The situation here is what resistor do you use when the LED and the voltage source are the same? What should be done to overcome the 'no resistor needed' situation? You can approach it by increasing the supply to a higher value or look at the spec sheet to find out just where 1.7 v is and where 20 ma is with regard to the device specs. If the 20 ma is the optimum operational current for the diode, then design to that current. If the light output doesn't change appreciably, try using a lower voltage. That is, suppose the diode works ok at 1.5 vdc at 20 ma. 1.7 - 1.5 = 0.2 v. At 20 ma the resistor in series with the diode would have to be 0.2/0.02 = 10 ohms. That would work, but the resistor really should be larger, so it would be better to up the source voltage if you can. The 10 ohm re...see more »The situation here is what resistor do you use when the LED and the voltage source are the same? What should be done to overcome the 'no resistor needed' situation? You can approach it by increasing the supply to a higher value or look at the spec sheet to find out just where 1.7 v is and where 20 ma is with regard to the device specs. If the 20 ma is the optimum operational current for the diode, then design to that current. If the light output doesn't change appreciably, try using a lower voltage. That is, suppose the diode works ok at 1.5 vdc at 20 ma. 1.7 - 1.5 = 0.2 v. At 20 ma the resistor in series with the diode would have to be 0.2/0.02 = 10 ohms. That would work, but the resistor really should be larger, so it would be better to up the source voltage if you can. The 10 ohm resistor is better than none.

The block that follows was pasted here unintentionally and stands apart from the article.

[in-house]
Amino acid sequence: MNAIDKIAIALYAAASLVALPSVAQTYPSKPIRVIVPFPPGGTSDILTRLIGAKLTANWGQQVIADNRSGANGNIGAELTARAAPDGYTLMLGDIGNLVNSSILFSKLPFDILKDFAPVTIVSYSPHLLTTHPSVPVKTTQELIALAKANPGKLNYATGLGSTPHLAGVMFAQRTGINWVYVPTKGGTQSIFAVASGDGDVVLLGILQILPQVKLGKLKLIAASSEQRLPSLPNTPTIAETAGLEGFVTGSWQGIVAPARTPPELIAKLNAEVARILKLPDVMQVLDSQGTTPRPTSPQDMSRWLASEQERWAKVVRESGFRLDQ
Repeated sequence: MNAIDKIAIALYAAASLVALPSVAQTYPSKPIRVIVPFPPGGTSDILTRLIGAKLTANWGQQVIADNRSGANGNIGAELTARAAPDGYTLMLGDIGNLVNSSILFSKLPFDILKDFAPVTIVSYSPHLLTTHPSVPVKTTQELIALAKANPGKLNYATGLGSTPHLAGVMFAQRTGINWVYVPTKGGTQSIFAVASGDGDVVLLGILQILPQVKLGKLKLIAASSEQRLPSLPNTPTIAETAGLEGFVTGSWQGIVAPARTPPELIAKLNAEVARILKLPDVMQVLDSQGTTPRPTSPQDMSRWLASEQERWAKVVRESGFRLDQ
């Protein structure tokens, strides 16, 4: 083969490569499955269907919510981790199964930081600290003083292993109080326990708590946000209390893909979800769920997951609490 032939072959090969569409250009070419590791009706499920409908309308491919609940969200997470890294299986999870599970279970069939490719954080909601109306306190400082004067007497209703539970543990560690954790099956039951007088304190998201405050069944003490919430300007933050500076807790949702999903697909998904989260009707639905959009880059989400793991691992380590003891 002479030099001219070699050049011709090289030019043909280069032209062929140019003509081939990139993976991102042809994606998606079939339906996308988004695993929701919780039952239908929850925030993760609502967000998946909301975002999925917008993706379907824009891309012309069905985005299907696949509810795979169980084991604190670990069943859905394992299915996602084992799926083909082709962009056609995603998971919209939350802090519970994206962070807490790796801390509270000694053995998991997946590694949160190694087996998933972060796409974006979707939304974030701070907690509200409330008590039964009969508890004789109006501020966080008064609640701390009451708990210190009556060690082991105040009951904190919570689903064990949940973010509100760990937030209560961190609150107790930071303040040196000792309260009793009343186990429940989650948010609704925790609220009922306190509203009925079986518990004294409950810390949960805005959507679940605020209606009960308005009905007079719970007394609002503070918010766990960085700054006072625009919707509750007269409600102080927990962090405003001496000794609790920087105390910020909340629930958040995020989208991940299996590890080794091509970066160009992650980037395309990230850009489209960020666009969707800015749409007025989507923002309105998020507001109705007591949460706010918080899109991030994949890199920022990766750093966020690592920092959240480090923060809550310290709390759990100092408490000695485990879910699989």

Nothing wrong with a voltage divider circuit. There is also a thing called a voltage regulator that will do an astounding job at maintaining the voltage at whatever it is designed to produce. Some have built-in adjustability. Others are set voltage like LM7805 which is a 5 vdc version (and inexpensive), so you would need to find a 6 vdc version. In fact there might even be one built into the device, but I doubt it. If so, it might handle 9 vdc.And, no, they won't take what they need and disregard the rest. It depends on what is in the package that runs the device at 6 vdc. If it has a regulator or a voltage divider that somehow handles the 9 vdc, you will have lucked out. Otherwise, you have toasted it most likely.

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  • Stop using Ferric Chloride etchant!  (A better etching solution.)

    This is a neat method. I would suggest looking into the 'sponge bath' method that another person used for Ferric Chloride etching. That method should work with these chemicals and allow one to make only enough to etch the current project plus not overheat everything because you have control over how much etching is going on at any given time. I would not want to risk putting that much time and money into making a pc board and then have it etch so fast that it overheats everything. You might be a little apprehensive about putting your hands actually into this stuff, but use a slower reacting mix and it should do fine.

    There is a pure 12% hydrogen peroxide available, but it is expensive by comparison. You can google it. I would not recommend using that peroxide you found with that other stuff in it! To make the adjustment from 12%, you do ratios 0.12 per unit vs 0.03 or 12/3 = 4 so you need 1/4 as much 12% to get the equivalent of 3%. Then adjust the volume for the amount you want to mix. As far as the acid/peroxide turning brown, it sounds like you got some sort of reaction - were you using Muriatic acid, or something else (a combination cleaner of some kind)?

    If you have 10% and you need the amount that would be required to equal 30%, you just do ratios. So you need 3 units of 10% to equal 1 unit of 30%.Adjust the total amount of liquid volume to get the right volume. So 2 units of peroxide with 1 unit of 30% gets 3 units of volume. To adjust that to use the 10%, you need 3 units total so 3 units of 10% plus 2 units of peroxide is 5 units 3/5 + 2/5 = 1 so 3 units would be 9/5 + 6/5 or 15/5 = 3 units. Put another way, you need 1.8 units of 10% acid and 1.2 units of peroxide to make the 3 units, not 1:1. So your etchant should have worked considerably slower at 1:1.